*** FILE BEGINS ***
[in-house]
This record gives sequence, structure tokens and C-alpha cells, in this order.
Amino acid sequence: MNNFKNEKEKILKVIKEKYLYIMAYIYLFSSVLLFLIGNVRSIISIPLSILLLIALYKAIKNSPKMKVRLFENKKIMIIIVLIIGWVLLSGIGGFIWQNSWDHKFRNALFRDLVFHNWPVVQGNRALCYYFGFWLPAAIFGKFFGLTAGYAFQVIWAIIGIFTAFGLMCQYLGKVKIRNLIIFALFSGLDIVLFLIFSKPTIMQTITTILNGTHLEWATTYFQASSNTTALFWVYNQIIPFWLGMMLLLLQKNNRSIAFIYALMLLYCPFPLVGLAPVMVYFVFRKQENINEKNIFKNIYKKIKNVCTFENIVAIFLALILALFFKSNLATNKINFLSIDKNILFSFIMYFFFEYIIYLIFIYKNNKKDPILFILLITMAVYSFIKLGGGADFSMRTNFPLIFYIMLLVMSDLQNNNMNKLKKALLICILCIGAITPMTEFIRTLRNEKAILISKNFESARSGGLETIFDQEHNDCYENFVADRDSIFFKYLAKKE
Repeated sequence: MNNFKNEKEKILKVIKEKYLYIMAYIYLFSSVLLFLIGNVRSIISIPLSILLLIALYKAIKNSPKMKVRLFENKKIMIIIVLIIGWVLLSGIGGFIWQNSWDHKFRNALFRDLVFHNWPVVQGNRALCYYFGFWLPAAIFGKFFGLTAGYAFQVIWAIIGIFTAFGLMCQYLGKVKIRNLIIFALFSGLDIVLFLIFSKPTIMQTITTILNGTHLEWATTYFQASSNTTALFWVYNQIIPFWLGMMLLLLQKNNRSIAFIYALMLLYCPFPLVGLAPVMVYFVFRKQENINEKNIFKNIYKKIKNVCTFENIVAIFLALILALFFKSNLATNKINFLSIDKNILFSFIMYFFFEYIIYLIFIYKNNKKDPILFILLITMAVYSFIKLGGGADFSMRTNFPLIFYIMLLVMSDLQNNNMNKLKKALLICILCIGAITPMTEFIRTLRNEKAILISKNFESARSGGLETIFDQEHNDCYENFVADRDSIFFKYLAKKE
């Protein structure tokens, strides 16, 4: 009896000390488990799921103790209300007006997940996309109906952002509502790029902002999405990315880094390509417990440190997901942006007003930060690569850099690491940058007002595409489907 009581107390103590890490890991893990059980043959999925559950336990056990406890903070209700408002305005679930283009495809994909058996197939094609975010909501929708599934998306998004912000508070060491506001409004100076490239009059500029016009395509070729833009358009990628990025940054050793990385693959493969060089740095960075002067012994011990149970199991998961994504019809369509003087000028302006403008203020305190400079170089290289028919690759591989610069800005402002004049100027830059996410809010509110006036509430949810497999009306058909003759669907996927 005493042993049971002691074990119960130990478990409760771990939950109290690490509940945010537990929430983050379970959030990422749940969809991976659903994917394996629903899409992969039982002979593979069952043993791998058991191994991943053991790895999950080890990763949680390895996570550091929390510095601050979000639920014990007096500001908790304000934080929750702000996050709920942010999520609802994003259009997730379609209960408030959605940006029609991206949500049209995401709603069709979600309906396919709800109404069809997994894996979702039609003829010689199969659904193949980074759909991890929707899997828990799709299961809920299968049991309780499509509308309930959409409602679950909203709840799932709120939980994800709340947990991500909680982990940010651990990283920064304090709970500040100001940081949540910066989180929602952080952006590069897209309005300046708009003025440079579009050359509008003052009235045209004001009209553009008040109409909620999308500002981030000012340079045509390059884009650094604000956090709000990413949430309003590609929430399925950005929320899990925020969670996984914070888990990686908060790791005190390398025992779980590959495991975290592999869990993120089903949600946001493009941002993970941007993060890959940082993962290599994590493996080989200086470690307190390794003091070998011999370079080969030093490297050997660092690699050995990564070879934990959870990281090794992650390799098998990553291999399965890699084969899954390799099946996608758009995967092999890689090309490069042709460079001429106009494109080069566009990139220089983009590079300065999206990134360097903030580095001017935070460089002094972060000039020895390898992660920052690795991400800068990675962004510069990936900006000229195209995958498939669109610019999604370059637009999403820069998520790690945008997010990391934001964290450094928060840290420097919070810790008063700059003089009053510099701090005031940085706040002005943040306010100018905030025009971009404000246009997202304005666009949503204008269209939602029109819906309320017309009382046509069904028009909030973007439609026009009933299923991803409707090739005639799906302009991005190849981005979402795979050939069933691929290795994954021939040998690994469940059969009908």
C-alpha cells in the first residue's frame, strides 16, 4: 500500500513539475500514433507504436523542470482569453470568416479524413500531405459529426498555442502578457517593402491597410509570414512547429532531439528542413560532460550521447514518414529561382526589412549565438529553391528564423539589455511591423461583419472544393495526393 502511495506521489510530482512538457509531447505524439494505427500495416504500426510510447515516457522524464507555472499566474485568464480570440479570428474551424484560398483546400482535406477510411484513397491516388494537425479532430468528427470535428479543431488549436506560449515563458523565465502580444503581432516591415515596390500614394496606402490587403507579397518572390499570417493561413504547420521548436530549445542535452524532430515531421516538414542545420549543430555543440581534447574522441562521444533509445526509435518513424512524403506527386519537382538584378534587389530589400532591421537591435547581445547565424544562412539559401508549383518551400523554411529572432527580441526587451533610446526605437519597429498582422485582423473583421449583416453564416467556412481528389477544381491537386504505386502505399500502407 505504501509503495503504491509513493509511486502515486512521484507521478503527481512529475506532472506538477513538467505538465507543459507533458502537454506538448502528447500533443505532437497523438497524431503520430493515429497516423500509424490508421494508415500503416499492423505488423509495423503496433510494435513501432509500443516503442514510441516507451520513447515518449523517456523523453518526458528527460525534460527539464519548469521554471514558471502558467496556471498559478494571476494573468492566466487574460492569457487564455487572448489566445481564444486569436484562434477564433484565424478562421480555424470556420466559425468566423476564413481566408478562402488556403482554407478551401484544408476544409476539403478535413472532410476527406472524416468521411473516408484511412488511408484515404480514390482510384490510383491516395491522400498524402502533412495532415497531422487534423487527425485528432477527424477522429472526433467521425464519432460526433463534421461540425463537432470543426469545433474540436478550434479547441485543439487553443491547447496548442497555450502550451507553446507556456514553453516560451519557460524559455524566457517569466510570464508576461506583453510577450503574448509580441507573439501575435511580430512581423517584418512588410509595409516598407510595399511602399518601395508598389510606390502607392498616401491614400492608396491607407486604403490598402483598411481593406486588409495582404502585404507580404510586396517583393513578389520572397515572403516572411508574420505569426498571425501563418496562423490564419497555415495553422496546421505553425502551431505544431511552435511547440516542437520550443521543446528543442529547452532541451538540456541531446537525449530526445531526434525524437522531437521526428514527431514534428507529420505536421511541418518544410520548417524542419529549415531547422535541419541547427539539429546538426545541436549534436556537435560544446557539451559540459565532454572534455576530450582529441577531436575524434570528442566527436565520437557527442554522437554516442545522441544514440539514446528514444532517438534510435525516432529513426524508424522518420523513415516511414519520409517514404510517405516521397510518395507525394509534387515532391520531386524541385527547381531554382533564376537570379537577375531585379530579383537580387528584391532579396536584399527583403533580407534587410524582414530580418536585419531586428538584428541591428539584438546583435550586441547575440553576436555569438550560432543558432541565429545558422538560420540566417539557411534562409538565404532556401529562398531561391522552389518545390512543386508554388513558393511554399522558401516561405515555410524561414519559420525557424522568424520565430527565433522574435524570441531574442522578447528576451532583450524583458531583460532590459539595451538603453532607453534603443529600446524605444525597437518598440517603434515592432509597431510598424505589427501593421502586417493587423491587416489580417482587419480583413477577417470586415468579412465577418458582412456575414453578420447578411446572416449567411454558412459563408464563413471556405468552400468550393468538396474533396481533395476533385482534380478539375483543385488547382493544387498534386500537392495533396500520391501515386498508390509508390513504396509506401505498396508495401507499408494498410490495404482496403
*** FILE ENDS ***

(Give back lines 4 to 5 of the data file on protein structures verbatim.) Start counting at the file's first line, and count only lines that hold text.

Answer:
Repeated sequence: MNNFKNEKEKILKVIKEKYLYIMAYIYLFSSVLLFLIGNVRSIISIPLSILLLIALYKAIKNSPKMKVRLFENKKIMIIIVLIIGWVLLSGIGGFIWQNSWDHKFRNALFRDLVFHNWPVVQGNRALCYYFGFWLPAAIFGKFFGLTAGYAFQVIWAIIGIFTAFGLMCQYLGKVKIRNLIIFALFSGLDIVLFLIFSKPTIMQTITTILNGTHLEWATTYFQASSNTTALFWVYNQIIPFWLGMMLLLLQKNNRSIAFIYALMLLYCPFPLVGLAPVMVYFVFRKQENINEKNIFKNIYKKIKNVCTFENIVAIFLALILALFFKSNLATNKINFLSIDKNILFSFIMYFFFEYIIYLIFIYKNNKKDPILFILLITMAVYSFIKLGGGADFSMRTNFPLIFYIMLLVMSDLQNNNMNKLKKALLICILCIGAITPMTEFIRTLRNEKAILISKNFESARSGGLETIFDQEHNDCYENFVADRDSIFFKYLAKKE
């Protein structure tokens, strides 16, 4: 009896000390488990799921103790209300007006997940996309109906952002509502790029902002999405990315880094390509417990440190997901942006007003930060690569850099690491940058007002595409489907 009581107390103590890490890991893990059980043959999925559950336990056990406890903070209700408002305005679930283009495809994909058996197939094609975010909501929708599934998306998004912000508070060491506001409004100076490239009059500029016009395509070729833009358009990628990025940054050793990385693959493969060089740095960075002067012994011990149970199991998961994504019809369509003087000028302006403008203020305190400079170089290289028919690759591989610069800005402002004049100027830059996410809010509110006036509430949810497999009306058909003759669907996927 005493042993049971002691074990119960130990478990409760771990939950109290690490509940945010537990929430983050379970959030990422749940969809991976659903994917394996629903899409992969039982002979593979069952043993791998058991191994991943053991790895999950080890990763949680390895996570550091929390510095601050979000639920014990007096500001908790304000934080929750702000996050709920942010999520609802994003259009997730379609209960408030959605940006029609991206949500049209995401709603069709979600309906396919709800109404069809997994894996979702039609003829010689199969659904193949980074759909991890929707899997828990799709299961809920299968049991309780499509509308309930959409409602679950909203709840799932709120939980994800709340947990991500909680982990940010651990990283920064304090709970500040100001940081949540910066989180929602952080952006590069897209309005300046708009003025440079579009050359509008003052009235045209004001009209553009008040109409909620999308500002981030000012340079045509390059884009650094604000956090709000990413949430309003590609929430399925950005929320899990925020969670996984914070888990990686908060790791005190390398025992779980590959495991975290592999869990993120089903949600946001493009941002993970941007993060890959940082993962290599994590493996080989200086470690307190390794003091070998011999370079080969030093490297050997660092690699050995990564070879934990959870990281090794992650390799098998990553291999399965890699084969899954390799099946996608758009995967092999890689090309490069042709460079001429106009494109080069566009990139220089983009590079300065999206990134360097903030580095001017935070460089002094972060000039020895390898992660920052690795991400800068990675962004510069990936900006000229195209995958498939669109610019999604370059637009999403820069998520790690945008997010990391934001964290450094928060840290420097919070810790008063700059003089009053510099701090005031940085706040002005943040306010100018905030025009971009404000246009997202304005666009949503204008269209939602029109819906309320017309009382046509069904028009909030973007439609026009009933299923991803409707090739005639799906302009991005190849981005979402795979050939069933691929290795994954021939040998690994469940059969009908």